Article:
Mobile-phone scams have cost Americans hundreds of millions of dollars over the past several years, according to a new report from the Senate Commerce Committee.
Unauthorized charges by third-party vendors on consumers’ phone bills for services such as celebrity gossip, horoscopes, or fake contests — commonly known as “cramming” — is much larger than previously reported, according to the report released Wednesday.
Consumers’ losses are mobile-phone companies’ gains. The report finds companies such as Verizon, AT&T, T-Mobile, and Sprint reap the benefits of this fraudulent activity, generally keeping up to 40 percent of the charges.
Mobile carriers allow third-party vendors to charge consumers for services like music and app downloads and charity or political donations directly through their phone bill.
The wireless industry has adopted voluntary measures to protect consumers from fraud, said Michael Altschul, general counsel for cell-phone lobbying group CTIA, during a hearing on the topic Wednesday.
But Senate Commerce Committee Chairman Jay Rockefeller says they are not doing enough.
“Industry representatives told us that their voluntary policies and practices provide consumers — and I quote — a ‘robust process designed to protect customers from unscrupulous actors,’ and that cramming on wireless phones has been ‘de minimis,’ ” Rockefeller said in a statement Wednesday. “But this report makes it clear that is not the case.”
Unwanted third-party charges are often difficult to detect. Customers who do notice unwanted charges often face an uphill battle to refund lost money, because phone bills do not have the same fraud protections as credit cards.
The Senate study comes two days after the Federal Trade Commission released five recommendations to mobile carriers to crack down on cramming, including giving consumers the option to block third-party charges, clearly displaying third-party charges on phone bills, and making it easier for consumers to resolve charge disputes.
The FTC filed a complaint earlier this month against T-Mobile for placing millions of dollars worth of unwanted charges on customers’ phone bills.
T-Mobile CEO John Legere said the FTC’s complaint was “unfounded and without merit.”
What We're Following See More »
"A number of Capitol Hill Democrats have revived proposals to reform or abolish the Electoral College," chief among Michigan's John Conyers, who "held a panel on Capitol Hill Tuesday to discuss options for eliminating the Electoral College and replacing it with a system where a national popular vote elects the president. ... The plan with the most support to reform the election college at the panel was the National Popular Vote Interstate Compact, a proposal first developed in 2001 that would give the national popular vote winner the majority of electoral college votes through an agreement between the states."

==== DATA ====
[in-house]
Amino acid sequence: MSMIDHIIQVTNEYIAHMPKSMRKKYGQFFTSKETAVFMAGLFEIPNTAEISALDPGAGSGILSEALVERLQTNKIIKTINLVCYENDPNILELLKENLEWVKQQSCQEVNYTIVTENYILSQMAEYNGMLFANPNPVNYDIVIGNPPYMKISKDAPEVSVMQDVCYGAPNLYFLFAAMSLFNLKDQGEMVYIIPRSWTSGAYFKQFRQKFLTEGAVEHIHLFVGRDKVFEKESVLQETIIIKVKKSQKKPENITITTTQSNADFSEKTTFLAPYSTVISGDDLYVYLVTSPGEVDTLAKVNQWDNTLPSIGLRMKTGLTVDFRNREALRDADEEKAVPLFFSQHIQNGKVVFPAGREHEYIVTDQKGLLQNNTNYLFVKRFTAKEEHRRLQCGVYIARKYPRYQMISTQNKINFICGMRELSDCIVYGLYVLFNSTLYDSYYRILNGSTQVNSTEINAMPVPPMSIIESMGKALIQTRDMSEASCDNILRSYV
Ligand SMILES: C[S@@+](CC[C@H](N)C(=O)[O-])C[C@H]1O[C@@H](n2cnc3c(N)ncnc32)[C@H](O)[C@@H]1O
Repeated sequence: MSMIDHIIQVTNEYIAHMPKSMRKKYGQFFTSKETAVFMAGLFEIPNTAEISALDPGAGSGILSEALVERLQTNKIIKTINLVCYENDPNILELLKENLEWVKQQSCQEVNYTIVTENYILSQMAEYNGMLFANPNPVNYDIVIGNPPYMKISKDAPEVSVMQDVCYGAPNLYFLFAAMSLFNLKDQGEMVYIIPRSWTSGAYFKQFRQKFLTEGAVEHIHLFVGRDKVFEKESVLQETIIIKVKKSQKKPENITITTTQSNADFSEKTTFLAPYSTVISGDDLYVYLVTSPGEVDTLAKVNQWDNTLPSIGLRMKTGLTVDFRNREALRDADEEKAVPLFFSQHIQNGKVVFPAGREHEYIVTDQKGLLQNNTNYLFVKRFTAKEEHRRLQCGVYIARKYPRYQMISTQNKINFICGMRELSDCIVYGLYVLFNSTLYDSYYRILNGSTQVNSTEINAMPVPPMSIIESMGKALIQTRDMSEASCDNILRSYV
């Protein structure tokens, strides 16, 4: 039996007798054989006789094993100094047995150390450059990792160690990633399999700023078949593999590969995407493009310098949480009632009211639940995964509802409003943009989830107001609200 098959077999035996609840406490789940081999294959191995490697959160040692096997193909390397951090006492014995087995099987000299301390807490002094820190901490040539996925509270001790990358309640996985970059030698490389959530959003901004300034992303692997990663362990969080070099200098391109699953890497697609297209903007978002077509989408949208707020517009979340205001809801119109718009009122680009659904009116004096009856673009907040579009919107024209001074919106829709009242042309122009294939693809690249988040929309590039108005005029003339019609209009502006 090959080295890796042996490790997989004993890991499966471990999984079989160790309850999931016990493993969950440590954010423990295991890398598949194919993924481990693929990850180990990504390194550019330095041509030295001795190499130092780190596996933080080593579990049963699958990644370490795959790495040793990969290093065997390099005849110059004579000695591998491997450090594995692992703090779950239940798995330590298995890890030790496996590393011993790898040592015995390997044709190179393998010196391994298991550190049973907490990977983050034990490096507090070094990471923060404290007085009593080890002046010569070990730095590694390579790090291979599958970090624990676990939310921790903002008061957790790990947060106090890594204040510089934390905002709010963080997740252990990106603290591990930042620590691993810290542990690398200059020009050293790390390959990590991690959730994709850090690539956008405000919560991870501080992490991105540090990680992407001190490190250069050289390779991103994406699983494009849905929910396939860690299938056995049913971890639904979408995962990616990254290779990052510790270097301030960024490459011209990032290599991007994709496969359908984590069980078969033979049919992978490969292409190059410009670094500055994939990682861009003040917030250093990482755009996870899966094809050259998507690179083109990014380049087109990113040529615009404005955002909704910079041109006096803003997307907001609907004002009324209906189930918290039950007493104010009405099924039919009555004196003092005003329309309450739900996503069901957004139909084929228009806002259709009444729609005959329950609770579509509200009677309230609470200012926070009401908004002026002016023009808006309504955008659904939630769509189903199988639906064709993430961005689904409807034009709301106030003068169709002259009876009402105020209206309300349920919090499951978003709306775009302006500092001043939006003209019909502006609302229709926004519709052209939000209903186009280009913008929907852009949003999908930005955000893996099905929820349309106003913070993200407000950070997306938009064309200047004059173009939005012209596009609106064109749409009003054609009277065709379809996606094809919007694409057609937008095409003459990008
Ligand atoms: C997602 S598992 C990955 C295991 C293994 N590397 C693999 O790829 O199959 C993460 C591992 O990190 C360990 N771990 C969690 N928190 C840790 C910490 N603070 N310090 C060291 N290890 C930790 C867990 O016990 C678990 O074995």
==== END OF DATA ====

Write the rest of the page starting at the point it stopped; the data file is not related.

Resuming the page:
House Speaker Paul Ryan has decreed that House members "won’t receive their committee assignments until January — after they cast a public vote on the House floor for speaker. "The move has sparked behind-the-scenes grumbling from a handful of Ryan critics, who say the delay allows him and the Speaker-aligned Steering Committee to dole out committee assignments based on political loyalty rather than merit or expertise." The roll call to elect the speaker is set for Jan. 3, the first vote of the new Congress.
House Majority Leader Kevin McCarthy told reporters on Monday that the government funding bill will be released on Tuesday. The bill is the last piece of legislation Congress needs to pass before leaving for the year and is expected to fund the government through the spring. The exact time date the bill would fund the government through is unclear, though it is expected to be in April or May.
As has been rumored for a week, Donald Trump will nominate Ben Carson, his former rival, to lead the Department of Housing and Urban Development. In a statement, Trump said, "We have talked at length about my urban renewal agenda and our message of economic revival, very much including our inner cities. Ben shares my optimism about the future of our country and is part of ensuring that this is a Presidency representing all Americans. He is a tough competitor and never gives up."